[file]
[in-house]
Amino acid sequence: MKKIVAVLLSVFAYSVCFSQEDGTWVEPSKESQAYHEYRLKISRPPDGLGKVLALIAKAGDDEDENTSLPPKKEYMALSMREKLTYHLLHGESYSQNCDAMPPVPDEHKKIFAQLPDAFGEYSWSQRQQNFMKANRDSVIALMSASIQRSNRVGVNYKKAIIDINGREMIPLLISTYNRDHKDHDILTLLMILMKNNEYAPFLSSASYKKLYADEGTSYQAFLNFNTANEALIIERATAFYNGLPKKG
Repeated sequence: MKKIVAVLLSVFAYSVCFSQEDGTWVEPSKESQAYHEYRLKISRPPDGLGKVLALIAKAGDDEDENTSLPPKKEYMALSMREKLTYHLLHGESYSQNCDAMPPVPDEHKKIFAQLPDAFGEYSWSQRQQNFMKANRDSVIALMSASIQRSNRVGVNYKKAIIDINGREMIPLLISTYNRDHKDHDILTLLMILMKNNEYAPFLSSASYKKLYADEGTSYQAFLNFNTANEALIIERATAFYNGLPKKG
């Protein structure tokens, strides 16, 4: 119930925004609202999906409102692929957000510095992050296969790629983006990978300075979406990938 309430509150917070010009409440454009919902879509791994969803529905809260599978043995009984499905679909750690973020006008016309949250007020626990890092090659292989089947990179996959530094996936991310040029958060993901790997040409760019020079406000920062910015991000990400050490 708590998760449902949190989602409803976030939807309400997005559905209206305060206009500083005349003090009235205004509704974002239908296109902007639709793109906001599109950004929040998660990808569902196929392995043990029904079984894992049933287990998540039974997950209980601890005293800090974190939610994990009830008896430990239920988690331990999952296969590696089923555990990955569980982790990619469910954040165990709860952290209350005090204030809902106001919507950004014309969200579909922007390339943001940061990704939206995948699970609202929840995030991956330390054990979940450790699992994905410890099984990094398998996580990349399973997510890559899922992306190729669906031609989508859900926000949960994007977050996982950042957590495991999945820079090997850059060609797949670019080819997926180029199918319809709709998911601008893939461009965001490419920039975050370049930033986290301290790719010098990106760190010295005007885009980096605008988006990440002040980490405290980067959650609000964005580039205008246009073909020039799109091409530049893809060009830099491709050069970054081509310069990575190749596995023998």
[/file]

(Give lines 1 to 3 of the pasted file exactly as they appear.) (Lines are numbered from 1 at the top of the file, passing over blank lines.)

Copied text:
[in-house]
Amino acid sequence: MKKIVAVLLSVFAYSVCFSQEDGTWVEPSKESQAYHEYRLKISRPPDGLGKVLALIAKAGDDEDENTSLPPKKEYMALSMREKLTYHLLHGESYSQNCDAMPPVPDEHKKIFAQLPDAFGEYSWSQRQQNFMKANRDSVIALMSASIQRSNRVGVNYKKAIIDINGREMIPLLISTYNRDHKDHDILTLLMILMKNNEYAPFLSSASYKKLYADEGTSYQAFLNFNTANEALIIERATAFYNGLPKKG
Repeated sequence: MKKIVAVLLSVFAYSVCFSQEDGTWVEPSKESQAYHEYRLKISRPPDGLGKVLALIAKAGDDEDENTSLPPKKEYMALSMREKLTYHLLHGESYSQNCDAMPPVPDEHKKIFAQLPDAFGEYSWSQRQQNFMKANRDSVIALMSASIQRSNRVGVNYKKAIIDINGREMIPLLISTYNRDHKDHDILTLLMILMKNNEYAPFLSSASYKKLYADEGTSYQAFLNFNTANEALIIERATAFYNGLPKKG